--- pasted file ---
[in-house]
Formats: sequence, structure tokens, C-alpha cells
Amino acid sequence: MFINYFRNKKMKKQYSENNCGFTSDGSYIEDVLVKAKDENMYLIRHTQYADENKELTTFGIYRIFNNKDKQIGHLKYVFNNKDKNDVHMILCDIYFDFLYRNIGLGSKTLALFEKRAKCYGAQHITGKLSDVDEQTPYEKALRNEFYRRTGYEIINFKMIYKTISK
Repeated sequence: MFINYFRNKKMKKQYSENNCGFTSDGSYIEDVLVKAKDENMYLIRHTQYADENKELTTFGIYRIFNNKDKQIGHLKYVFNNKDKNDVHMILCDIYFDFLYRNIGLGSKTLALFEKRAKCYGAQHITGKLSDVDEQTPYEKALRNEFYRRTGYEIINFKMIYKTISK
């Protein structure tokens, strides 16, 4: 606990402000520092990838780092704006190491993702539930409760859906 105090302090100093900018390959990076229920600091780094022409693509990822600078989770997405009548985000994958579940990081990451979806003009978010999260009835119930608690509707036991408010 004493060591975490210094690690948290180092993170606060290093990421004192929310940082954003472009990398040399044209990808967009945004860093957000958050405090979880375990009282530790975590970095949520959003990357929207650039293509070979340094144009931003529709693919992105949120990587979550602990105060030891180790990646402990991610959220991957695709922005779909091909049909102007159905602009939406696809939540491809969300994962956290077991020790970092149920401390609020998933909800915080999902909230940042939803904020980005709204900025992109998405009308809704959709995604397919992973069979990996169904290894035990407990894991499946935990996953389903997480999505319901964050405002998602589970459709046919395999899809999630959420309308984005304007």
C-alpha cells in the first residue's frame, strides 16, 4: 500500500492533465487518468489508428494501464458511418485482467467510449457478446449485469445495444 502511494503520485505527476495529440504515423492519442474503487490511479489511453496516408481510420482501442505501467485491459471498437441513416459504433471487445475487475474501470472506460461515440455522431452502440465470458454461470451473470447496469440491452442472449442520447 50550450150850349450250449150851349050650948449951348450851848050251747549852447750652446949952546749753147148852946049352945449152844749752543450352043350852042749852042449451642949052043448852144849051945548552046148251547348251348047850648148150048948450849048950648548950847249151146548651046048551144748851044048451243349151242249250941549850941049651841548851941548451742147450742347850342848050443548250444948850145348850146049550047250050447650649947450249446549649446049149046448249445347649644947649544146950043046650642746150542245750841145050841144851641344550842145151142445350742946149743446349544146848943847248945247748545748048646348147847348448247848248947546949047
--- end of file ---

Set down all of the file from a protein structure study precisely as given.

[in-house]
Formats: sequence, structure tokens, C-alpha cells
Amino acid sequence: MFINYFRNKKMKKQYSENNCGFTSDGSYIEDVLVKAKDENMYLIRHTQYADENKELTTFGIYRIFNNKDKQIGHLKYVFNNKDKNDVHMILCDIYFDFLYRNIGLGSKTLALFEKRAKCYGAQHITGKLSDVDEQTPYEKALRNEFYRRTGYEIINFKMIYKTISK
Repeated sequence: MFINYFRNKKMKKQYSENNCGFTSDGSYIEDVLVKAKDENMYLIRHTQYADENKELTTFGIYRIFNNKDKQIGHLKYVFNNKDKNDVHMILCDIYFDFLYRNIGLGSKTLALFEKRAKCYGAQHITGKLSDVDEQTPYEKALRNEFYRRTGYEIINFKMIYKTISK
């Protein structure tokens, strides 16, 4: 606990402000520092990838780092704006190491993702539930409760859906 105090302090100093900018390959990076229920600091780094022409693509990822600078989770997405009548985000994958579940990081990451979806003009978010999260009835119930608690509707036991408010 004493060591975490210094690690948290180092993170606060290093990421004192929310940082954003472009990398040399044209990808967009945004860093957000958050405090979880375990009282530790975590970095949520959003990357929207650039293509070979340094144009931003529709693919992105949120990587979550602990105060030891180790990646402990991610959220991957695709922005779909091909049909102007159905602009939406696809939540491809969300994962956290077991020790970092149920401390609020998933909800915080999902909230940042939803904020980005709204900025992109998405009308809704959709995604397919992973069979990996169904290894035990407990894991499946935990996953389903997480999505319901964050405002998602589970459709046919395999899809999630959420309308984005304007």
C-alpha cells in the first residue's frame, strides 16, 4: 500500500492533465487518468489508428494501464458511418485482467467510449457478446449485469445495444 502511494503520485505527476495529440504515423492519442474503487490511479489511453496516408481510420482501442505501467485491459471498437441513416459504433471487445475487475474501470472506460461515440455522431452502440465470458454461470451473470447496469440491452442472449442520447 50550450150850349450250449150851349050650948449951348450851848050251747549852447750652446949952546749753147148852946049352945449152844749752543450352043350852042749852042449451642949052043448852144849051945548552046148251547348251348047850648148150048948450849048950648548950847249151146548651046048551144748851044048451243349151242249250941549850941049651841548851941548451742147450742347850342848050443548250444948850145348850146049550047250050447650649947450249446549649446049149046448249445347649644947649544146950043046650642746150542245750841145050841144851641344550842145151142445350742946149743446349544146848943847248945247748545748048646348147847348448247848248947546949047